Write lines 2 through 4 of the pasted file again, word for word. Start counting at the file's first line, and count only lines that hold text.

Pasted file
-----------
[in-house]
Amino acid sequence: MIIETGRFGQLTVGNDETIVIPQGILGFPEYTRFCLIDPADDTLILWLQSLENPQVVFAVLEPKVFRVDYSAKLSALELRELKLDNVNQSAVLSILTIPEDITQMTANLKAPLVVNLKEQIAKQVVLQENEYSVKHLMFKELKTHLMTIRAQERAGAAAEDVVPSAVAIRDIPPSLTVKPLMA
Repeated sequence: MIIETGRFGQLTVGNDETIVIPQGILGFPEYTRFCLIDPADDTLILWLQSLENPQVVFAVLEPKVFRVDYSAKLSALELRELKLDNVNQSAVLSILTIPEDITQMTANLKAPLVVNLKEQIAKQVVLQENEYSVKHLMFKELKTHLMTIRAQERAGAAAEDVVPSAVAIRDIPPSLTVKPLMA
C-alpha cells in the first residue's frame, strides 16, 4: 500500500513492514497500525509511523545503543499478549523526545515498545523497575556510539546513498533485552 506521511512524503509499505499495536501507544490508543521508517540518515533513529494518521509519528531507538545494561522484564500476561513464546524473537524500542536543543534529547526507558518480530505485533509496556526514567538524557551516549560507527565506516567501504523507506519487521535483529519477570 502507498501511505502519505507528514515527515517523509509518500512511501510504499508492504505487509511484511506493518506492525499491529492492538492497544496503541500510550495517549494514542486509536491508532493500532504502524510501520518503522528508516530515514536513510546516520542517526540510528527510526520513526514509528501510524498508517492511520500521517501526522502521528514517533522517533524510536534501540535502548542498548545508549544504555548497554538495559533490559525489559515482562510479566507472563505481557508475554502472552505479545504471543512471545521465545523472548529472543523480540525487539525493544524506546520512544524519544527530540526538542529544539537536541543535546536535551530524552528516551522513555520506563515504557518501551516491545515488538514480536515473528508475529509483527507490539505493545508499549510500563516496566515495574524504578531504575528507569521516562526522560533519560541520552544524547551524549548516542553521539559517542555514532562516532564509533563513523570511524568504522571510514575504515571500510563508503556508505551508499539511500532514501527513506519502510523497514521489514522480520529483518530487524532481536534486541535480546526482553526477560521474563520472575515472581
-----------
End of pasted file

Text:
Amino acid sequence: MIIETGRFGQLTVGNDETIVIPQGILGFPEYTRFCLIDPADDTLILWLQSLENPQVVFAVLEPKVFRVDYSAKLSALELRELKLDNVNQSAVLSILTIPEDITQMTANLKAPLVVNLKEQIAKQVVLQENEYSVKHLMFKELKTHLMTIRAQERAGAAAEDVVPSAVAIRDIPPSLTVKPLMA
Repeated sequence: MIIETGRFGQLTVGNDETIVIPQGILGFPEYTRFCLIDPADDTLILWLQSLENPQVVFAVLEPKVFRVDYSAKLSALELRELKLDNVNQSAVLSILTIPEDITQMTANLKAPLVVNLKEQIAKQVVLQENEYSVKHLMFKELKTHLMTIRAQERAGAAAEDVVPSAVAIRDIPPSLTVKPLMA
C-alpha cells in the first residue's frame, strides 16, 4: 500500500513492514497500525509511523545503543499478549523526545515498545523497575556510539546513498533485552 506521511512524503509499505499495536501507544490508543521508517540518515533513529494518521509519528531507538545494561522484564500476561513464546524473537524500542536543543534529547526507558518480530505485533509496556526514567538524557551516549560507527565506516567501504523507506519487521535483529519477570 502507498501511505502519505507528514515527515517523509509518500512511501510504499508492504505487509511484511506493518506492525499491529492492538492497544496503541500510550495517549494514542486509536491508532493500532504502524510501520518503522528508516530515514536513510546516520542517526540510528527510526520513526514509528501510524498508517492511520500521517501526522502521528514517533522517533524510536534501540535502548542498548545508549544504555548497554538495559533490559525489559515482562510479566507472563505481557508475554502472552505479545504471543512471545521465545523472548529472543523480540525487539525493544524506546520512544524519544527530540526538542529544539537536541543535546536535551530524552528516551522513555520506563515504557518501551516491545515488538514480536515473528508475529509483527507490539505493545508499549510500563516496566515495574524504578531504575528507569521516562526522560533519560541520552544524547551524549548516542553521539559517542555514532562516532564509533563513523570511524568504522571510514575504515571500510563508503556508505551508499539511500532514501527513506519502510523497514521489514522480520529483518530487524532481536534486541535480546526482553526477560521474563520472575515472581